Entities do not use existing data to build a clear picture of the prevalence of OM. Researchers, government entities and non-Government organisations (NGOs) all collect some data, but this is rarely shared. Without a coordinated and collaborative approach to data sharing it is difficult to evaluate what programs work best and where, and to provide an accurate picture of OM in the State.

Based on our review of the available research, Aboriginal children experience OM more regularly and suffer longer than non-Aboriginal children. It tends to present at a younger age and is more likely to result in hearing loss. The Telethon Kids Institute performed research in the Goldfields that found Aboriginal children had OM at more than double the rate of non-Aboriginal children (55% compared to 26%)[2]. This indicates a continued disparity between Aboriginal and non-Aboriginal children.

Programs to identify OM don’t reach most Aboriginal children early enough

Early detection and treatment is the most effective way to avoid hearing loss and developmental problems, but WA Health are missing key opportunities early in children’s lives to find out if they have OM. The main health screening program for children are the Universal checks from birth to 2 years. But these checks do not focus on ear disease and there is no physical examination inside of a child’s ears unless parents have raised concerns. Further, the Universal checks do not reach most Aboriginal children. Our analysis of CAHS child health data in 2017-18 found that 43.9% of Aboriginal children in Perth received a health check.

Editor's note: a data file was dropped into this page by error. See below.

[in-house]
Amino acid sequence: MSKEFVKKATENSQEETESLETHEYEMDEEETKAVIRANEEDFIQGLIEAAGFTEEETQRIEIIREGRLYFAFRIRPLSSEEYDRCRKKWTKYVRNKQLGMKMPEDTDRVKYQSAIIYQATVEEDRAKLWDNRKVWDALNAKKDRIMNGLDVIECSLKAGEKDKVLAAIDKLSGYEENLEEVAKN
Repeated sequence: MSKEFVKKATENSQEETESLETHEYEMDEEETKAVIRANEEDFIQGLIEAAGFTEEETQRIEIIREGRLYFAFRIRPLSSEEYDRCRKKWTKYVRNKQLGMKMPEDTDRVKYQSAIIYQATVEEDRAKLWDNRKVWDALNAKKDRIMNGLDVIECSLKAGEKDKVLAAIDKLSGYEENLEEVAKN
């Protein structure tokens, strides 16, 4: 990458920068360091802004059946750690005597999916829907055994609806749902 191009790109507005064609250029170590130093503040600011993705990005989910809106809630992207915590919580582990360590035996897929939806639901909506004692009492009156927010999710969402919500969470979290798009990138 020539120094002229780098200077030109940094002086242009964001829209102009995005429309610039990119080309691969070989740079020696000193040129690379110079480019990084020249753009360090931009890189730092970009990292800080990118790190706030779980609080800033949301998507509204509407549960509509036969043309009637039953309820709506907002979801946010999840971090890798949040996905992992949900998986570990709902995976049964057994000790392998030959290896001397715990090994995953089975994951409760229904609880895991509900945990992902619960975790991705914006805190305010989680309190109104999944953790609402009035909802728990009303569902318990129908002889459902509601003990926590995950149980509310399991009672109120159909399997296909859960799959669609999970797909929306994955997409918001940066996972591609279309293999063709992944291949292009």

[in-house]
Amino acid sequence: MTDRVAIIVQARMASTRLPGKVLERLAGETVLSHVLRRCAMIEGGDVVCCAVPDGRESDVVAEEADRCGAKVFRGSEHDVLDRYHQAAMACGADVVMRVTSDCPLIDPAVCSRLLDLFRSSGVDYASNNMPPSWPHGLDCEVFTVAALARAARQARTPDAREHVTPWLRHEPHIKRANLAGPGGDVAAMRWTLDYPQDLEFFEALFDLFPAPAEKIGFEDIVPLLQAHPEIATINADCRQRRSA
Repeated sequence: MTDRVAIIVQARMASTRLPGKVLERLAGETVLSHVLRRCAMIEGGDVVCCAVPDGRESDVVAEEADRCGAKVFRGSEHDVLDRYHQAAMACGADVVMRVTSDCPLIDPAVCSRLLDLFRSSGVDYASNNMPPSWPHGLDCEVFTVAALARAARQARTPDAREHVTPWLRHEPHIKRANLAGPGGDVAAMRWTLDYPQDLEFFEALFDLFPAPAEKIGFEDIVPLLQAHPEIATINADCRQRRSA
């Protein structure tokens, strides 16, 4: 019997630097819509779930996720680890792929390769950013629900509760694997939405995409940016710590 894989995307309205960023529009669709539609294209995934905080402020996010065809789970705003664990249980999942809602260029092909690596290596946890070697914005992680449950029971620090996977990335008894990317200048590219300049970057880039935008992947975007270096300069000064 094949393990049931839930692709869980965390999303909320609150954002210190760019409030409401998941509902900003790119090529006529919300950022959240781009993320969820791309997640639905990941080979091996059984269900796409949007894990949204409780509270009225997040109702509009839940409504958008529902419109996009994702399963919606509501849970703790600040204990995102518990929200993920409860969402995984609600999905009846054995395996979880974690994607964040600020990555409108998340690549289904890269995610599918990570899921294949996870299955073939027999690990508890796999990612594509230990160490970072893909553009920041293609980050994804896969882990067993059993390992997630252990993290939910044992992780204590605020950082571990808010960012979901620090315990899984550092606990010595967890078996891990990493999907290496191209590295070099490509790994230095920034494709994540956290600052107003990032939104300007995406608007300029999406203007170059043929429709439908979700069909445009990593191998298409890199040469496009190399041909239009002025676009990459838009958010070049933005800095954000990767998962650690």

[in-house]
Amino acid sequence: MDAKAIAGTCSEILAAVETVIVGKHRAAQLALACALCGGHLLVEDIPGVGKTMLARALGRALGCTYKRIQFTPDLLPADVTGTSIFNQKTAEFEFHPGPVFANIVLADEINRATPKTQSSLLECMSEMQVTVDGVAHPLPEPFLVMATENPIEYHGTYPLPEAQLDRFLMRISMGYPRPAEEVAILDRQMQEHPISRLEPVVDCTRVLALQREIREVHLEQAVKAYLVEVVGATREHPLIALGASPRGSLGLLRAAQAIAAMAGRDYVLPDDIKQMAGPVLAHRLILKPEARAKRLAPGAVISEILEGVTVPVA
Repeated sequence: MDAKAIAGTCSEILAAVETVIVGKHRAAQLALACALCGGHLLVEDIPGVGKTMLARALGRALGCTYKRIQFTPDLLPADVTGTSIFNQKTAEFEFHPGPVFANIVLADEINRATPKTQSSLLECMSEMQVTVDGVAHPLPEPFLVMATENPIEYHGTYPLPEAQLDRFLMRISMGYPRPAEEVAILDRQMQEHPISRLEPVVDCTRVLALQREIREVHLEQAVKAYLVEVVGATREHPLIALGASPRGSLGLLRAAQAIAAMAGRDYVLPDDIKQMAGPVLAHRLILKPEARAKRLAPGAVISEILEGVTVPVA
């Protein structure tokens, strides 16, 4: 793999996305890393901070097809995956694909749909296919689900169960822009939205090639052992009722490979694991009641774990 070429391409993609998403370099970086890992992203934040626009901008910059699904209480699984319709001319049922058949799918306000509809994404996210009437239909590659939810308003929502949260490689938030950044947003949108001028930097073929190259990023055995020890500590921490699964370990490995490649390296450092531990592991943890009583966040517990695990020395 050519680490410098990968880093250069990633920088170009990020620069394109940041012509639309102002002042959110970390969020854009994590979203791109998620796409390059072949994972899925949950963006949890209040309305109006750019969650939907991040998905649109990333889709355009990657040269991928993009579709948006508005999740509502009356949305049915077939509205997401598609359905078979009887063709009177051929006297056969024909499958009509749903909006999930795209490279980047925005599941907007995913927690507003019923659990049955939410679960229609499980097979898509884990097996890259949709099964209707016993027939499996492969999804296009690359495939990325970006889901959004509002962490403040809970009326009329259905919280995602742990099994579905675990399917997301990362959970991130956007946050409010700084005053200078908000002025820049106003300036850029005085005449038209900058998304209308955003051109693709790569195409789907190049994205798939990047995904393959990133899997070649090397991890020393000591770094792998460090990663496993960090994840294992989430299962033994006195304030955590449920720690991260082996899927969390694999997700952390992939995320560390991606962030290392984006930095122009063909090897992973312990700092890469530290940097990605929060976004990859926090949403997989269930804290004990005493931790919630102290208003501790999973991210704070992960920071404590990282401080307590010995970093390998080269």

Screening also occurs when children start school, an approach that is effective in reaching a lot of children. CAHS data for school screening in 2017 showed that 94% of Aboriginal children entering pre-primary in the metropolitan area had a health check. In addition to school entry, they also screened 1,260 Aboriginal children at 151 primary schools in 2018. However, because this testing comes when children are 4 to 5 years old and above, many will already have hearing loss and development delays from repeated or persistent OM.

The school testing also comes after the most important period when children develop neural pathways for language and hearing. While screening helps identify children who need support in learning, earlier intervention would be more effective in ensuring Aboriginal children are not already disadvantaged before they start school.

The main program specifically targeted at Aboriginal children has a limited reach. The Enhanced Aboriginal Child Health Schedule (EACHS) program is an extension of the Universal checks designed for Aboriginal children, and includes regular physical ear checks. While it appears to work, EACHS has not reached all at-risk Aboriginal children. In 2017-18 there were 1607 EACHS tests in the metropolitan area. CAHS believes this represents meeting 29% of Aboriginal families. There is no reliable data for non-metropolitan EACHS tests.  

The EACHS checks program is being revised by WACHS and by CAHS, but in different ways. WACHS plans to keep the schedule but remove the focus on Aboriginal children, so it is for all at risk children and rename it the Enhanced Child Health Schedule. This could impact how much service Aboriginal families can access if resourcing does not change. CAHS has replaced EACHS with a system of tiered Universal checks based on assessed individual and family need. Families using the Aboriginal Health Team services will be offered an extended service that includes physical ear checks. However, it is unclear how both approaches will improve the reach of ear screening to Aboriginal children.